This message is a vital one for the disciple of Jesus Christ. There will be many moments when we are tried and tested by the difficulties and storms of life, for we are not immune to such struggles. Like anyone else, the Christian is tempted to look to man-made answers and solutions in order to find a sense of assurance. That is why we must be reminded that we are following the one who is able to meet every need. We follow the Lord, the maker of heaven and earth, and he will provide for us.
On a personal note, this is a comforting and reassuring word for me. Jenny and I have been tempted, many times, to find our security in worldly things. We followed God into ministry: first with InterVarsity and now in pastoral work. We knew that, in doing so, our incomes would be limited, but we were happy to do it because we were excited about the calling that he has given us. And yet, we presently struggle with the reality that, even after several years of trying to build up a down payment on a home, we still cannot afford to live in the very community in which we minister. I know…first world problems, right? Still, as a single-income family we often feel the pressure of paying off college loans and building a home for our children, and it’s has been very easy to get frustrated and discouraged.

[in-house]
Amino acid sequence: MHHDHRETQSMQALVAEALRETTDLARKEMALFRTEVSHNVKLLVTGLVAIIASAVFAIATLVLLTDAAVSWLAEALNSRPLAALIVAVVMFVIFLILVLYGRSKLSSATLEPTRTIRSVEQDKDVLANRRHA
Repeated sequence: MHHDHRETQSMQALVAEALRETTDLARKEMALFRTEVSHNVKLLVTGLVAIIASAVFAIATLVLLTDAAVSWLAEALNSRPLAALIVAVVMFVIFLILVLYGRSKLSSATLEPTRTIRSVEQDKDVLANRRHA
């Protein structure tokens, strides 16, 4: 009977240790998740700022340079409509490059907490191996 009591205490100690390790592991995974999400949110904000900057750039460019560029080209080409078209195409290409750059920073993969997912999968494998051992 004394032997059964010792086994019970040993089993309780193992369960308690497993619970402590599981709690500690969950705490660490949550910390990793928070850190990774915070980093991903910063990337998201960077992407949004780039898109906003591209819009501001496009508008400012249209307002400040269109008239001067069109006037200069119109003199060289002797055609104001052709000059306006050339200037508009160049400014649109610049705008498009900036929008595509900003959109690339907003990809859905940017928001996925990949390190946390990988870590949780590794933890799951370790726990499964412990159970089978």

But then, we look back over the years and we see the hand of God, our provider. We are reminded of the generosity of our parents, who have shared their homes with us so that we could continue to save and pay down debt. We are reminded of the blessing that we have in our church family, which has cared for and supported us in more ways than we can count, not least of which involves bringing me on staff. We are reminded of how these blessings have allowed one of us to stay home and personally raise our children during these crucial early years. The truth is, God has been very good to us. While we have had to adjust our timelines and expectations, God has shown us that life is about the relationships around us, not the house and the picket fences.
Whatever difficulties we face, whether small or large, it is important to remember that the Lord walks with us as we continue to pursue his calling upon our lives. Where does our help come from? It comes from the Lord, the maker of heaven and earth.
“The Christian life is going to God. In going to God, Christians travel the same ground that everyone else walks on, breathe the same air, drink the same water, shop in the same stores, read the same newspapers, are citizens under the same governments, pay the same prices for groceries and gasoline, fear the same dangers, are subject to the same pressures, get the same diseases, are buried in the same ground. The difference is that each step we walk, each breath we breathe, we know we are preserved by God, we know we are accompanied by God, we know we are ruled by God; and therefore no matter what doubts we endure or what accidents we experience, the Lord will guard us from every evil, he guards our very life.”
~Eugene Peterson, A Long Obedience in the Same Direction, pgs. 44-45